The Wii (ウィー?, pronounced /ˈwiː/, like the pronoun we) is a home video game console released by Nintendo. As a seventh-generation console, the Wii primarily competes with Microsoft's Xbox 360 and Sony's PlayStation 3. Nintendo states that its console targets a broader demographic than that of the two others. As of February 2010, the Wii leads the generation over the PlayStation 3 and Xbox 360 in worldwide sales, and in December 2009 broke the record for best-selling console in a single month in the United States.
A distinguishing feature of the console is its wireless controller, the Wii Remote, which can be used as a handheld pointing device and detects movement in three dimensions. Another distinctive feature of the console is WiiConnect24, which enables it to receive messages and updates over the Internet while in standby mode.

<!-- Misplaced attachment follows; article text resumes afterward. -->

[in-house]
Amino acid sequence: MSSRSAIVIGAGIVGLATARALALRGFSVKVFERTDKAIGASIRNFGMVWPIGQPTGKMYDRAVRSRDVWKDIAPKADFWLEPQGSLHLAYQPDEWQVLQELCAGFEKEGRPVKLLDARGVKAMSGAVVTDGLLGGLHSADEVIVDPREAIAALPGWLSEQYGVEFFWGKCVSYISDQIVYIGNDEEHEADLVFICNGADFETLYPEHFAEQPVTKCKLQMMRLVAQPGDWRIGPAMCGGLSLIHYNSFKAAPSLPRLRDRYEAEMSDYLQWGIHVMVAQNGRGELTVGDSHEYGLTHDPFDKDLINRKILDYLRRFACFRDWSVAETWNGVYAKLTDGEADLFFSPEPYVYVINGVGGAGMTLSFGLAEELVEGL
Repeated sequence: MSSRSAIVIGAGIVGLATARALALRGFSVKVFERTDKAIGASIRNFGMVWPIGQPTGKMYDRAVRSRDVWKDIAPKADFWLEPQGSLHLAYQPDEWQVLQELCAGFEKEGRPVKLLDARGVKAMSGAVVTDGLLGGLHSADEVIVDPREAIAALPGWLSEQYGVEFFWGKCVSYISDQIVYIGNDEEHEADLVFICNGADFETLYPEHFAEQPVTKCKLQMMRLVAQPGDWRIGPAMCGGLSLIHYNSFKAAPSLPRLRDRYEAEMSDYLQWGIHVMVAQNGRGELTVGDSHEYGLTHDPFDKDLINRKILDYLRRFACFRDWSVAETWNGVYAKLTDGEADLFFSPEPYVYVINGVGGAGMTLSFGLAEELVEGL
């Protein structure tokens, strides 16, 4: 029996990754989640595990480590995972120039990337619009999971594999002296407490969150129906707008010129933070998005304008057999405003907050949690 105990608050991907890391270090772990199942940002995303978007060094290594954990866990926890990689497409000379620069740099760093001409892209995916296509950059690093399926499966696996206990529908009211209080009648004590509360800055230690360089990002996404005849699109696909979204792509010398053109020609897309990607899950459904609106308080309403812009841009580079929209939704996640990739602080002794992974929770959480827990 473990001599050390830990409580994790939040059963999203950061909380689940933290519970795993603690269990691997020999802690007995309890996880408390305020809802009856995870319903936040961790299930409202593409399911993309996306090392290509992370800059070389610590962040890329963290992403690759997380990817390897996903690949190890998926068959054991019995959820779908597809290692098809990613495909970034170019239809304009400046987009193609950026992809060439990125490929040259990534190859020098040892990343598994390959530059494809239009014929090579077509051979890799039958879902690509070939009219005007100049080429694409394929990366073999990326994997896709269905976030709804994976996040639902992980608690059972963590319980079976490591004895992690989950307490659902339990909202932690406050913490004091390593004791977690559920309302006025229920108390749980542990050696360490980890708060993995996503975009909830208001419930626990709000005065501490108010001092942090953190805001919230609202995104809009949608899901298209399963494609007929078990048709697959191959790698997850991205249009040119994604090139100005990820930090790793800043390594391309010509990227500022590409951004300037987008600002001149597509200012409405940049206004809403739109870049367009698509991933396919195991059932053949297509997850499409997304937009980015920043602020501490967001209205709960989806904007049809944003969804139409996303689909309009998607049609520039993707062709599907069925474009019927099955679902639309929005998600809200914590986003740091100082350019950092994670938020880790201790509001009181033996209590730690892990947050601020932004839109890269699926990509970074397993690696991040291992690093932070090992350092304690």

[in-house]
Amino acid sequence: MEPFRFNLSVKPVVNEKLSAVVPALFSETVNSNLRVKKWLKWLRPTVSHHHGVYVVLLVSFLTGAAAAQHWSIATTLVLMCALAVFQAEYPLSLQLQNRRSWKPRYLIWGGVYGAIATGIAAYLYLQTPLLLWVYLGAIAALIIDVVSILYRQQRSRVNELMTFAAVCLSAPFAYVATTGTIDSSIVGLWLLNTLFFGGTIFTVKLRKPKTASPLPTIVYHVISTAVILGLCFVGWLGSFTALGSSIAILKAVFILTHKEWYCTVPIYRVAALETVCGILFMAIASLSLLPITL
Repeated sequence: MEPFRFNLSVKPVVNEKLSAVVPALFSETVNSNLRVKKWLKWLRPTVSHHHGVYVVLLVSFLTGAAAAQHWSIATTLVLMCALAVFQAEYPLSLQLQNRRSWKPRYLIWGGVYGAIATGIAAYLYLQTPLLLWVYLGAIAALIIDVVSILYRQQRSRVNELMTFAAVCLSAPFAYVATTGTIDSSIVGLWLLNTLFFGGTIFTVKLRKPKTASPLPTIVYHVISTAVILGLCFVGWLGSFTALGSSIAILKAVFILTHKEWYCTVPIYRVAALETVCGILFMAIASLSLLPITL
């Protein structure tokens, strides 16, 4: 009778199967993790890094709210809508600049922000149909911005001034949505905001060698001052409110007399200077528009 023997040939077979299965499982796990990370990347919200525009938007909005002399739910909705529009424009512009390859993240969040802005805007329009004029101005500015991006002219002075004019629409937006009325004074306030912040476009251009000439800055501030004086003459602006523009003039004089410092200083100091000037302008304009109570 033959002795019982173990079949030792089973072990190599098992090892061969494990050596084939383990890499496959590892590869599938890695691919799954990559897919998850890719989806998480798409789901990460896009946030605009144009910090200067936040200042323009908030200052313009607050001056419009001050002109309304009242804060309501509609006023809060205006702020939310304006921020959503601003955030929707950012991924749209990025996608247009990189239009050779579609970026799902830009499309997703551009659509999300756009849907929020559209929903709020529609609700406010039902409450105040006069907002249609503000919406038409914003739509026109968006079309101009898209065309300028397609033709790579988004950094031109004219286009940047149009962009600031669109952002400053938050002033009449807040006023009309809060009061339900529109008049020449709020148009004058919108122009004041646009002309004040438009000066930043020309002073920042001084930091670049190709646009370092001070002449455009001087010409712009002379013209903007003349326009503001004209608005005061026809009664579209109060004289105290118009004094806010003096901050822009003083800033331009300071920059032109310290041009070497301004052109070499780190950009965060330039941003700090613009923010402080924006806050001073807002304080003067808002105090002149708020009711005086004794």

The Wii is Nintendo's fifth home console, the direct successor to the Nintendo GameCube, and able to play all official GameCube games. Nintendo first spoke of the console at the 2004 E3 press conference and later unveiled the system at the 2005 E3. Nintendo CEO Satoru Iwata revealed a prototype of the controller at the September 2005 Tokyo Game Show. At E3 2006, the console won the first of several awards. By December 8, 2006, it had completed its launch in four key markets.